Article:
UAE corporate tax: Pros and cons of grouping companies

A decision to join two or more entities together should not be made lightly

There are specific rules for creating a corporate tax group and the Federal Tax Authority is the final arbitrator on whether you may do so. Silvia Razgova / The National
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The UAE's Federal Tax Authority recently issued guidelines on the grouping of companies for corporate tax.

With two months until the end of the first corporate tax year, it is worth considering the potential benefits and issues that might arise from group structures.

A decision to join two or more companies together should not be made lightly. The process of bonding can be straightforward but the continuing management of its implications and the difficulty of extracting any elements from such a marriage can be stressful.

Consequently, it is not unusual to unbundle the multiple facets of an organisation.

Different sales streams, by product or market, might sit in their own entities.

Group functions such as finance and treasury may see their effectiveness improved by the distance such structuring creates.

There are elements that have their own intrinsic value, such as trademarks and patents.

As these may be divested or augmented, it is easier to complete due diligence, on-board or sell them if they are not glued into a greater corporate identity.

Finally, there might be a holding company. In larger organisations, their role is often not dissimilar to family offices. They manage the overall wealth of the group and focus on continuity over operational entities' shorter term targets.

UAE corporate tax: What you need to know

UAE corporate tax: What you need to know

Grouping for the purposes of corporate tax can be a sensible approach in some cases.

The key benefits are having to file only a single return within which intragroup trade sales are cancelled out. This is because the group sits as both the buyer and the seller. This works best where each separate entity represents a different stage of the same sales chain.

From a tax perspective, each part is joint and severally liable for the debts of the business. This should not create any issues unless there is an unhealthy culture of operational independence. I have seen that in practice and it can be destructive. There are often very valid reasons for being good corporate citizens.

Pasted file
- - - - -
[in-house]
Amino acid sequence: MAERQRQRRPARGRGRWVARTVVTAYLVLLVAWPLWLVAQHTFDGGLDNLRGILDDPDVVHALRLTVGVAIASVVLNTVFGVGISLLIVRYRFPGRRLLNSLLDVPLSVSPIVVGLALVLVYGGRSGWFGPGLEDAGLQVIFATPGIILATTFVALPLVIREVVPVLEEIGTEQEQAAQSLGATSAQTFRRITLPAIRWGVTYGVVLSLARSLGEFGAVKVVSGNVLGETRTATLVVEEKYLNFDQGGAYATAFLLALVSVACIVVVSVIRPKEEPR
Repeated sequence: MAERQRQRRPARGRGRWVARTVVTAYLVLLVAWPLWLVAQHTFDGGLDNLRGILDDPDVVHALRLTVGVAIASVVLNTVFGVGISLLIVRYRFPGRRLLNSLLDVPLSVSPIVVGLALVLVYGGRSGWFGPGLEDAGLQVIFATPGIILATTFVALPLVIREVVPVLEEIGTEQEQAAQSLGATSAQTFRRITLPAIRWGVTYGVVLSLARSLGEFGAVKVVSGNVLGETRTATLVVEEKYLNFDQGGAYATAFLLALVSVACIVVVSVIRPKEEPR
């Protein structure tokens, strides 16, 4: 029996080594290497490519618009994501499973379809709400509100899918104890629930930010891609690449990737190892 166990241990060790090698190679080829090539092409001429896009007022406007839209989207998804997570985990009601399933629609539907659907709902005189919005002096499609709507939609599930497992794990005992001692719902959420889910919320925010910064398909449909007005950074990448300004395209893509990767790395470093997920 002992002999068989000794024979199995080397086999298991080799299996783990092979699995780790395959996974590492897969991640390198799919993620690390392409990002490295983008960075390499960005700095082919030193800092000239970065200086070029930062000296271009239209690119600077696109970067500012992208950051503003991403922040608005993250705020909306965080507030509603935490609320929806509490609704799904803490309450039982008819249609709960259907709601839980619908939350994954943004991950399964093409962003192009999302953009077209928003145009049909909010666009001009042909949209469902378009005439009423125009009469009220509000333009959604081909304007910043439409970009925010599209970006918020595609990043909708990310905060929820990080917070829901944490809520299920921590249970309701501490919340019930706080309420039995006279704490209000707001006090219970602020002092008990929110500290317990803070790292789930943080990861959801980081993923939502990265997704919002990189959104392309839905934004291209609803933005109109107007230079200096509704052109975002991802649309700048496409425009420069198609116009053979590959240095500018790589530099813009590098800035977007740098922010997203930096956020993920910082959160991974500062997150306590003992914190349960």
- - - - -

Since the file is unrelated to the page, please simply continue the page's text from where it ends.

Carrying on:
While sometimes it is useful to look at VAT to see how its well-trodden framework might give us insights, here I find potentially only one.

Ungrouping is a far more daunting and difficult exercise than you might imagine. Therefore, I cannot recommend any structuring where there are regular changes in what juridical entities form part of a whole.

Time has a cost and a lot of it is expended in bureaucracy while waiting around to move forward.

Depending on the changes you wish to make, there are specific rules for each movement. Fundamentally, you can form, join, leave or cease to be a tax group, or you can replace the designated parent company with another entity.

Each comes with its own success conditions and specified times from when the change takes effect.

There are quite specific rules for creating a corporate tax group and the FTA is the final arbitrator on whether you may do so.

It begins with registration, which we know from the head of the FTA is being completed a lot slower and with a lower take-up rate than it would like. Hence the recent cabinet decision to encourage action.

Add in the requirement to update not just your formation documents but the identification of all owners holding more than 25 per cent equity, and it’s a laborious task.

It gets decidedly more complicated when registering an entity that has an overseas owner.

Which UAE authority do you think your non-UAE entity should select when entering its corporate information? There is no foreign option available.

As I alluded to earlier, these are stage tasks. You cannot move forward until you have completed, submitted and had approval from the FTA on earlier tasks. And yes, there are deadlines for completing everything or risk penalties.

Assuming all the above has been successfully navigated, you now need to maintain your group. I do not just mean reporting annually for corporate tax – that’s a given.

FTA approval can be taken away if there is a failure to maintain continuous compliance with the conditions that allowed the group's formation. The parent company in the structure must have available relevant, clear financial records and transfer pricing documentation.

The impact of failure is the unwinding, from the beginning of the relevant tax period, of its rights and privileges under its structure. Reassessment by the relevant authority can take place at any time.

Consider the additional workload of having to reprepare all your financial results. Take a tax group with six entities that in themselves have different fiscal years. Grouped, they share the same one. Tread carefully.

David Daly is a partner at the Gulf Tax Accounting Group in the UAE

Updated: April 01, 2024, 4:00 AM